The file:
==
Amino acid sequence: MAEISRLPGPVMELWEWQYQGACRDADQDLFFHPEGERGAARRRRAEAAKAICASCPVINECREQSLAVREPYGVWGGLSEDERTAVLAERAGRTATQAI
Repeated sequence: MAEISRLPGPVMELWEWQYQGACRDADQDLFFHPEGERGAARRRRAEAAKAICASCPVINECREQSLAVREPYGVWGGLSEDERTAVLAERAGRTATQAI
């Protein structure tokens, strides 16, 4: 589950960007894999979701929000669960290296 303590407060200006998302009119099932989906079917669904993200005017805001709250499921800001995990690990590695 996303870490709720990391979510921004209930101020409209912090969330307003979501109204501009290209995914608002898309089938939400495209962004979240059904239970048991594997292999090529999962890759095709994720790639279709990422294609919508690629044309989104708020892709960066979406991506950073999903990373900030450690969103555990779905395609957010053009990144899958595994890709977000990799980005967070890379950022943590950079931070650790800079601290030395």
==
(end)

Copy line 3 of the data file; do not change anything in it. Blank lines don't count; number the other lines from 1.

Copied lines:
């Protein structure tokens, strides 16, 4: 589950960007894999979701929000669960290296 303590407060200006998302009119099932989906079917669904993200005017805001709250499921800001995990690990590695 996303870490709720990391979510921004209930101020409209912090969330307003979501109204501009290209995914608002898309089938939400495209962004979240059904239970048991594997292999090529999962890759095709994720790639279709990422294609919508690629044309989104708020892709960066979406991506950073999903990373900030450690969103555990779905395609957010053009990144899958595994890709977000990799980005967070890379950022943590950079931070650790800079601290030395």